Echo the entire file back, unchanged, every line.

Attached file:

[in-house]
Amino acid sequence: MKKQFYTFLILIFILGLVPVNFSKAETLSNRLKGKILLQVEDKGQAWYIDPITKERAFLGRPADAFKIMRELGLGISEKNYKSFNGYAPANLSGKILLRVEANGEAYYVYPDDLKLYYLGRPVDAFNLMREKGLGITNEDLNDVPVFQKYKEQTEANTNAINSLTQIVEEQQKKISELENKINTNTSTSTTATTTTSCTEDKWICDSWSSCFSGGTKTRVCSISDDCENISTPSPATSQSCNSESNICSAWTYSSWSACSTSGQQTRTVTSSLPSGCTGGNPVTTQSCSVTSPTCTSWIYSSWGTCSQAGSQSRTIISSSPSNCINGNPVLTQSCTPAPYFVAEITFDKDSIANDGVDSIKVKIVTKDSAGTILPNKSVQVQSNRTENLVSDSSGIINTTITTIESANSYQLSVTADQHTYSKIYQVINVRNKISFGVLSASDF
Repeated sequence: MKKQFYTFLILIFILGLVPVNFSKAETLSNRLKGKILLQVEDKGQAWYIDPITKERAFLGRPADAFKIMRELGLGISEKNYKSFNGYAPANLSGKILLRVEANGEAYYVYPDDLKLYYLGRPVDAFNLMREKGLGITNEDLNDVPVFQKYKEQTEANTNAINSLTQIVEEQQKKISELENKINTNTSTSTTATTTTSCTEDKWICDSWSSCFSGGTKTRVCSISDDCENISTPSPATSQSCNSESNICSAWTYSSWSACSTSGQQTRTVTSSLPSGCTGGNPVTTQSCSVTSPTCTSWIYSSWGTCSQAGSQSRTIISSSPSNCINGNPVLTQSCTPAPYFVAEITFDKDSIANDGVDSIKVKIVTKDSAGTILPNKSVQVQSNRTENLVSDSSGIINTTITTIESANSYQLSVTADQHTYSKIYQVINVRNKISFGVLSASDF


[in-house]
Amino acid sequence: MKKQFYTFLILIFILGLVPVNFSKAETLSNRLKGKILLQVEDKGQAWYIDPITKERAFLGRPADAFKIMRELGLGISEKNYKSFNGYAPANLSGKILLRVEANGEAYYVYPDDLKLYYLGRPVDAFNLMREKGLGITNEDLNDVPVFQKYKEQTEANTNAINSLTQIVEEQQKKISELENKINTNTSTSTTATTTTSCTEDKWICDSWSSCFSGGTKTRVCSISDDCENISTPSPATSQSCNSESNICSAWTYSSWSACSTSGQQTRTVTSSLPSGCTGGNPVTTQSCSVTSPTCTSWIYSSWGTCSQAGSQSRTIISSSPSNCINGNPVLTQSCTPAPYFVAEITFDKDSIANDGVDSIKVKIVTKDSAGTILPNKSVQVQSNRTENLVSDSSGIINTTITTIESANSYQLSVTADQHTYSKIYQVINVRNKISFGVLSASDF
Repeated sequence: MKKQFYTFLILIFILGLVPVNFSKAETLSNRLKGKILLQVEDKGQAWYIDPITKERAFLGRPADAFKIMRELGLGISEKNYKSFNGYAPANLSGKILLRVEANGEAYYVYPDDLKLYYLGRPVDAFNLMREKGLGITNEDLNDVPVFQKYKEQTEANTNAINSLTQIVEEQQKKISELENKINTNTSTSTTATTTTSCTEDKWICDSWSSCFSGGTKTRVCSISDDCENISTPSPATSQSCNSESNICSAWTYSSWSACSTSGQQTRTVTSSLPSGCTGGNPVTTQSCSVTSPTCTSWIYSSWGTCSQAGSQSRTIISSSPSNCINGNPVLTQSCTPAPYFVAEITFDKDSIANDGVDSIKVKIVTKDSAGTILPNKSVQVQSNRTENLVSDSSGIINTTITTIESANSYQLSVTADQHTYSKIYQVINVRNKISFGVLSASDF